As marketing professionals, it is our job to stimulate demand for a company's goods and services with one of two outcomes: increasing sales volume or increasing price.
When it comes to selling big-ticket items or complex services, increasing sales volume is often not an option. Fewer customers require these specialized solutions. Those that do require them tend to purchase only once, or—at best—infrequently.
Low sales volumes are not the only reason that companies look to marketers to generate higher prices for big-ticket items and complex solutions. These sales are also more expensive to conduct and close. Customers, anticipating that the purchase will have a significant impact on their businesses, usually require several levels of approval before they decide to buy, and sales cycles stretch out.
So, how do marketers get the price premiums they need?
First, marketers tap into prospective customers' most pressing needs and raise awareness of the "pain" prospects will experience if they fail to buy. Then, they develop a compelling value proposition that demonstrates how their solution is superior to that of the competition. The only caveat is that "superior" means different things to different people. Nowhere is this more apparent than when selling technology.
Like their peers in other industries that sell complex solutions, high-tech marketers employ a variety of tools to create value, depending on where the prospective customer is in the buying process and the departments that they need to win over. Brochures describe the benefits that users will experience, such as higher quality outcomes or increased ease of use. ROI calculators help financial buyers evaluate the return on investment the solution will deliver. Case studies help decision makers vicariously experience the results and benefits that others have derived from the product or service.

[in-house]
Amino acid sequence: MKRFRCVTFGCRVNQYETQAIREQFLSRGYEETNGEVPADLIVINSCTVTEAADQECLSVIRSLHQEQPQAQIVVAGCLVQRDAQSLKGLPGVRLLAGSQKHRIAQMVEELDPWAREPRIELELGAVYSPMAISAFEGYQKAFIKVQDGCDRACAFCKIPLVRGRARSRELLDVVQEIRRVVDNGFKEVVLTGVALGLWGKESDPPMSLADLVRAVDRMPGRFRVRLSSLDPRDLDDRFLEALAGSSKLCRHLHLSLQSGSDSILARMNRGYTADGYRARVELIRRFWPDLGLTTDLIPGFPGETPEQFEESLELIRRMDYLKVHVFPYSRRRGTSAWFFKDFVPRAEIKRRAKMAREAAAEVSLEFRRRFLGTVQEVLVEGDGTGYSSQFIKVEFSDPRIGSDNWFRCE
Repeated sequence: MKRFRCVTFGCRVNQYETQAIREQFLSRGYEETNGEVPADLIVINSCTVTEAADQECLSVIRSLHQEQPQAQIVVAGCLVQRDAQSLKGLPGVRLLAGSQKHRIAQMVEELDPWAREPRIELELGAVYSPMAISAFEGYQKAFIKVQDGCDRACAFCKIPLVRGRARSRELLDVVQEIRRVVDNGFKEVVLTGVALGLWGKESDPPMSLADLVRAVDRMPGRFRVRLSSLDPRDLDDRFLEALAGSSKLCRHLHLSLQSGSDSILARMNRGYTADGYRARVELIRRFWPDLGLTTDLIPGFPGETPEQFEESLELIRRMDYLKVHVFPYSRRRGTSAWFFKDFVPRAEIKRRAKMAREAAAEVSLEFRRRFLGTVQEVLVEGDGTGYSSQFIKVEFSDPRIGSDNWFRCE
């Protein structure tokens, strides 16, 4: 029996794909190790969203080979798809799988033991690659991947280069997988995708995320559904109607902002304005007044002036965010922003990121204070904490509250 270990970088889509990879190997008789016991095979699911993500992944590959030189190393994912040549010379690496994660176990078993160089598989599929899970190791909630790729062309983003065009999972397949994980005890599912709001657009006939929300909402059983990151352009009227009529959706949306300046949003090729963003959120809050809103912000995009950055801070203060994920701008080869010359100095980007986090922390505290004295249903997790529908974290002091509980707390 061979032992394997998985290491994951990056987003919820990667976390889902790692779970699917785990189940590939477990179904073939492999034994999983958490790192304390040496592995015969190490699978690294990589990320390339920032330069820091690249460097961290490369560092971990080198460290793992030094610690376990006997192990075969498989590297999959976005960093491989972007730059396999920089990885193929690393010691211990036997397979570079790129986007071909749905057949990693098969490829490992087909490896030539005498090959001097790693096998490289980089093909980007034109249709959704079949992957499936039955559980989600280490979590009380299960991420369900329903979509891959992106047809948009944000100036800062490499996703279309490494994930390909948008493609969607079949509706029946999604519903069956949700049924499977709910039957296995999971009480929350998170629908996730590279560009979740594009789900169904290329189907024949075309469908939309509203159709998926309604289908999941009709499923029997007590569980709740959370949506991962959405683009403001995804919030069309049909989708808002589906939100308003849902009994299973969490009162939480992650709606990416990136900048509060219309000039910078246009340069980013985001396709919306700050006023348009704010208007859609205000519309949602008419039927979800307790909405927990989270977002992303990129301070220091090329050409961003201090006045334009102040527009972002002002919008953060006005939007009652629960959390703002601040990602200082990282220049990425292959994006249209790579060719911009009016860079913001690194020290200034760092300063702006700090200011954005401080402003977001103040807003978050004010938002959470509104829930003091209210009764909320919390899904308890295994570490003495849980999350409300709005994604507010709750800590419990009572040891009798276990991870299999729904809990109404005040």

Technology marketers, however, face yet another hurdle. Whether the technology is a minimally invasive device for a teaching hospital or an automated enterprise-wide auditing system that assures compliance with Sarbanes Oxley, few of their sales close without the recommendation of a specialist whose job it is to compare technologies and determine whether each vendor's solution will perform as promised.
Technical Marketing's Secret Weapon
When selling to technical personnel, high-tech marketers turn to "white papers." Like other marketing aids, white papers position the product as superior to the competition's by highlighting differences that create unique value. They...
- Create fear around a particular problem
- Stir up doubt and uncertainty about existing solutions
- Create demand for the new solution
- Support a price premium for that solution
White papers may not be as slick and glossy as other marketing collateral, but they are essential to technical personnel. Before recommending a particular solution, technical personnel often need to understand how the product solves the problem. One key advantage that white papers have is that they can motivate technical experts to demand a particular technology rather than just a solution to the problem.